Regulation  

HMRC gets tough with tax evaders

HM Revenue & Customs investigates tax avoidance, which is legal, and tax evasion, which is illegal. Most cases are pursued using HMRC’s civil powers. In cases of suspected fraud, taxpayers are given the opportunity to participate in the contractual disclosure facility. Providing a taxpayer agrees to the terms of the disclosure facility and makes a full confession of all tax frauds, and any other irregularities, he will not be prosecuted for the frauds.

Where necessary cases are pursued through the civil courts, such as the Tax Tribunal. If the court finds in favour of HMRC, taxpayers can be ordered to pay the unpaid tax with interest and, potentially, penalties but do not face criminal sanctions.

Figures from HMRC suggest that tax evaders, including those operating in the hidden economy and those who undertake organised criminal attacks on the tax system, deprive the public purse of around £14bn. Although the figure cannot, by definition, be regarded as the definitive figure, the cost to the UK economy is substantial. Mr Starmer was keen to dispel the idea of tax evasion as a victimless crime, stating that tax ‘cheats’ cost each household the equivalent of £530 a year.

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In the most serious cases of tax evasion, HMRC will commence a criminal investigation. The cases are selected in accordance with HMRC’s criminal investigation policy. As HMRC is not a prosecuting authority, it provides the evidence for the CPS to make a decision on criminal charges in England and Wales. In Scotland and Northern Ireland this is done through the Crown Office and Procurator Fiscal Service and the Public Prosecution Service Northern Ireland. The CPS has been responsible for prosecuting tax cases since 2010. Prior to that date the Revenue and Customs Prosecution Office was the prosecuting authority. The CPS secured 200 convictions in tax cases in 2010/2011, but this increased to more than 400 in 2011/2012. It has a conviction rate of about 86 per cent.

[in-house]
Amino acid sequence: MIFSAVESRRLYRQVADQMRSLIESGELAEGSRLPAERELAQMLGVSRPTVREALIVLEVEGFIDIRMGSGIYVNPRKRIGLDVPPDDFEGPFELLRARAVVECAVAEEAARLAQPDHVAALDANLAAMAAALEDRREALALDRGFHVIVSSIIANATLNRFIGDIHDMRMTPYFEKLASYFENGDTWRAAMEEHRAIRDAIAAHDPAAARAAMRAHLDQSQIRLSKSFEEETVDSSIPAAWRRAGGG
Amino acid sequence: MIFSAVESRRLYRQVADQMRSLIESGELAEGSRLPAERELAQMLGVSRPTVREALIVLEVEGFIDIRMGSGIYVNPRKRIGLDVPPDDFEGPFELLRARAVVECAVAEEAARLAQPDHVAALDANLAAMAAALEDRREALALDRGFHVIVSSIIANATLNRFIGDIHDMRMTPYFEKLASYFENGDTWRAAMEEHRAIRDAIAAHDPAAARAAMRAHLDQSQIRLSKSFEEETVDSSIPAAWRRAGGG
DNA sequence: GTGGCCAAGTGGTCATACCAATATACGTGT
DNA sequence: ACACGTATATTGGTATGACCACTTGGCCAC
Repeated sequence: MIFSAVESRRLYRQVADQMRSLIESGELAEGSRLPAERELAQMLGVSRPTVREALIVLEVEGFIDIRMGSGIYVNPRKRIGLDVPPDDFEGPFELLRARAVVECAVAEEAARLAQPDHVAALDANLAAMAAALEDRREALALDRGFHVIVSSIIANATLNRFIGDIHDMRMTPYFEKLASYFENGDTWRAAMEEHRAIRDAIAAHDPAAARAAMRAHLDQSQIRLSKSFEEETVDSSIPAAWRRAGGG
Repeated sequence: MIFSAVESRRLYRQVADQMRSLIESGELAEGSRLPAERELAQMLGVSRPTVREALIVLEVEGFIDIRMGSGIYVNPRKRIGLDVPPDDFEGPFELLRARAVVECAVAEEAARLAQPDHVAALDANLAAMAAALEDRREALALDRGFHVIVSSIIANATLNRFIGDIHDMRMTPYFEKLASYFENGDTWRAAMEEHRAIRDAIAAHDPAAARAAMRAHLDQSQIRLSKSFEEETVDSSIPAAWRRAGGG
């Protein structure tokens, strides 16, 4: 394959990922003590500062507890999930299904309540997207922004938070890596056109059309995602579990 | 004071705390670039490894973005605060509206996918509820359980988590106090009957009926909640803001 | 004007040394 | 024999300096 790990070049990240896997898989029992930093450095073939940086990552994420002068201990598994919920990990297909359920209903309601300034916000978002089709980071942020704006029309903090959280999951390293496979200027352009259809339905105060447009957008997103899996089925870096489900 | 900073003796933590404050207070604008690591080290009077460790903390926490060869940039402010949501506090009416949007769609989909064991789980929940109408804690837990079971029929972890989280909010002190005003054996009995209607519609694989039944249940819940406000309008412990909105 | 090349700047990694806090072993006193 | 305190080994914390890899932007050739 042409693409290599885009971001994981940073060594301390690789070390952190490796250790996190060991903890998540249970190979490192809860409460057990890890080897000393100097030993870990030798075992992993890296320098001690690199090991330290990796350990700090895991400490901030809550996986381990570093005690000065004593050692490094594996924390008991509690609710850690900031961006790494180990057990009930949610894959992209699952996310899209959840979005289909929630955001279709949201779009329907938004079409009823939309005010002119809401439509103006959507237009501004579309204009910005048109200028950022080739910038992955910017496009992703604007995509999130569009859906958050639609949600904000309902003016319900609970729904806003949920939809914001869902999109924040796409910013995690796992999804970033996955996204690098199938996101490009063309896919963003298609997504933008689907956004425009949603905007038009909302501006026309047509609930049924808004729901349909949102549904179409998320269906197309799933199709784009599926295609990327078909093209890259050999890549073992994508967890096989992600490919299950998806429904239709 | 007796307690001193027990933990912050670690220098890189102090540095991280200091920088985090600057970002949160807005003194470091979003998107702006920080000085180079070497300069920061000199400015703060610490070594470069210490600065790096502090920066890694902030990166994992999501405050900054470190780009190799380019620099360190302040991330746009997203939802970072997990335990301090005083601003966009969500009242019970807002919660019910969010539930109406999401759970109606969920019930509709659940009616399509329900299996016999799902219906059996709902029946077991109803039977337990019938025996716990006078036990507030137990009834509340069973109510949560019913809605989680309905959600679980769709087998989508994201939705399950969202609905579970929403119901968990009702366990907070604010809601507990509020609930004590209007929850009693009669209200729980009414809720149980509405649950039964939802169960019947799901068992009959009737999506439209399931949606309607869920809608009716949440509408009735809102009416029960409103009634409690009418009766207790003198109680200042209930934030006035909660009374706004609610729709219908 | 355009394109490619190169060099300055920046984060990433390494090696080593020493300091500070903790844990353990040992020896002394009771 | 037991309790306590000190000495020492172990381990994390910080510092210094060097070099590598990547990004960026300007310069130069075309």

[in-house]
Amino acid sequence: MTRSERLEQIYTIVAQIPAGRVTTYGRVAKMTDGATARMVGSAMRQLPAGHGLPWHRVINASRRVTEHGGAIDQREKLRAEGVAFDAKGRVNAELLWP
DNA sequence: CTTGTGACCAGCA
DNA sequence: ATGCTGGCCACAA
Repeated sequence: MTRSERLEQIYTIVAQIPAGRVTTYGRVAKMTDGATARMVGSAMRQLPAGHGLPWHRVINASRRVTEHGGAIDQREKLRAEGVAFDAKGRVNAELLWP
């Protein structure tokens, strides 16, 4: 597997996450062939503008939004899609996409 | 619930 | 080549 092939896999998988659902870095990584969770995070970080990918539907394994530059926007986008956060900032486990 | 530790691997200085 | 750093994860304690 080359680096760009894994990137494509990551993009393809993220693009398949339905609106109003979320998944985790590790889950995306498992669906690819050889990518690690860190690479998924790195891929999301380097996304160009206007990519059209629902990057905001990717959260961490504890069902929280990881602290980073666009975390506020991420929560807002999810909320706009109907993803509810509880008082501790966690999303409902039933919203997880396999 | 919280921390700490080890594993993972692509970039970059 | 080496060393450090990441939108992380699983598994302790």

The CPS announced that HMRC will refer sufficient cases to enable prosecutions for non-organised tax fraud to rise from:

• 165 individuals in 2010/2011.

• 565 individuals in 2012/2013).

• 1165 individuals in 2014/2015.

These figures represent a significant increase in the risk for taxpayers suspected of fraud, and will make it more likely that they will be subject to criminal sanction. In addition to the above individuals, the CPS will continue to prosecute organised tax fraud.

The HMRC’s criminal investigation policy is to reserve criminal investigation for cases where it needs to send a deterrent message, or where it considers that the conduct involved is such that only a criminal sanction is appropriate. HMRC reserves discretion to conduct a criminal investigation in any case, and to investigate across a range of offences, in all areas for which HMRC has responsibility.

When HMRC considers whether a case should be investigated using civil or criminal powers, one factor taken into account is whether the taxpayer has made a complete and unprompted disclosure of the offences committed. The amount of tax lost, or potential tax lost, is not mentioned in HMRC’s criminal investigation policy, and this reflects HMRC’s desire to investigate across a broad range of offences to achieve the deterrent effect.

Whether HMRC will formally change its criminal investigation policy is not known at this stage. What is certain is that HMRC needs to drastically increase the number of cases it selects for criminal investigation to ensure that sufficient cases are passed to the CPS. In practice this will mean that more taxpayers who fall into HMRC’s criminal investigation policy will be subject to a criminal, rather than a civil, investigation. Whereas those taxpayers currently benefit from the contractual disclosure facility, in the future more will be selected for criminal investigation.